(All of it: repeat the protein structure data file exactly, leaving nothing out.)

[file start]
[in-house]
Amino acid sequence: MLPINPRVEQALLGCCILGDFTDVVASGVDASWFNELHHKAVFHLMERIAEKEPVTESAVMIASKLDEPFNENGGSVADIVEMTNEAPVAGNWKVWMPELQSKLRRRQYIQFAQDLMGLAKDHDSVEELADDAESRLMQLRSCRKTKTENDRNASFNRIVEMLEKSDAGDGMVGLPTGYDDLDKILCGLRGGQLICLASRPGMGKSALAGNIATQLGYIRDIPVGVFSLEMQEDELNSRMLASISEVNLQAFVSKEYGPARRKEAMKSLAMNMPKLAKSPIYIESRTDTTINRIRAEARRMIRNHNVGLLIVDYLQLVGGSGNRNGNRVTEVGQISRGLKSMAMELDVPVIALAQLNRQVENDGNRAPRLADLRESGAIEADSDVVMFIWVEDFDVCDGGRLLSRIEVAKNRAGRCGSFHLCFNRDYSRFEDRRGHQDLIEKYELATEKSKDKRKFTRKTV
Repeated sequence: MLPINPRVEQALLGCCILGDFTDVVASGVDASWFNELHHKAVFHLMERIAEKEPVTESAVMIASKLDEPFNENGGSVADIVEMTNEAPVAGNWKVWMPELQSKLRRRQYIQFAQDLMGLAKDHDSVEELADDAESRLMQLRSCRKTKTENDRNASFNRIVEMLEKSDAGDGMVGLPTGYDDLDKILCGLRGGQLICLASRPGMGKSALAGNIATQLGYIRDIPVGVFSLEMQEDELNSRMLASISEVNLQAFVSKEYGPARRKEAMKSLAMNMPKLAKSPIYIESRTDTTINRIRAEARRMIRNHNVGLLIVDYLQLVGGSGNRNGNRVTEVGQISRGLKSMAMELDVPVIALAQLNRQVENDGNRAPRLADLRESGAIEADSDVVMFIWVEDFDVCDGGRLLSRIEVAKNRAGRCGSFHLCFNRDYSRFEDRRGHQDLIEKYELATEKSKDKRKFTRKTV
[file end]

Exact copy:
[in-house]
Amino acid sequence: MLPINPRVEQALLGCCILGDFTDVVASGVDASWFNELHHKAVFHLMERIAEKEPVTESAVMIASKLDEPFNENGGSVADIVEMTNEAPVAGNWKVWMPELQSKLRRRQYIQFAQDLMGLAKDHDSVEELADDAESRLMQLRSCRKTKTENDRNASFNRIVEMLEKSDAGDGMVGLPTGYDDLDKILCGLRGGQLICLASRPGMGKSALAGNIATQLGYIRDIPVGVFSLEMQEDELNSRMLASISEVNLQAFVSKEYGPARRKEAMKSLAMNMPKLAKSPIYIESRTDTTINRIRAEARRMIRNHNVGLLIVDYLQLVGGSGNRNGNRVTEVGQISRGLKSMAMELDVPVIALAQLNRQVENDGNRAPRLADLRESGAIEADSDVVMFIWVEDFDVCDGGRLLSRIEVAKNRAGRCGSFHLCFNRDYSRFEDRRGHQDLIEKYELATEKSKDKRKFTRKTV
Repeated sequence: MLPINPRVEQALLGCCILGDFTDVVASGVDASWFNELHHKAVFHLMERIAEKEPVTESAVMIASKLDEPFNENGGSVADIVEMTNEAPVAGNWKVWMPELQSKLRRRQYIQFAQDLMGLAKDHDSVEELADDAESRLMQLRSCRKTKTENDRNASFNRIVEMLEKSDAGDGMVGLPTGYDDLDKILCGLRGGQLICLASRPGMGKSALAGNIATQLGYIRDIPVGVFSLEMQEDELNSRMLASISEVNLQAFVSKEYGPARRKEAMKSLAMNMPKLAKSPIYIESRTDTTINRIRAEARRMIRNHNVGLLIVDYLQLVGGSGNRNGNRVTEVGQISRGLKSMAMELDVPVIALAQLNRQVENDGNRAPRLADLRESGAIEADSDVVMFIWVEDFDVCDGGRLLSRIEVAKNRAGRCGSFHLCFNRDYSRFEDRRGHQDLIEKYELATEKSKDKRKFTRKTV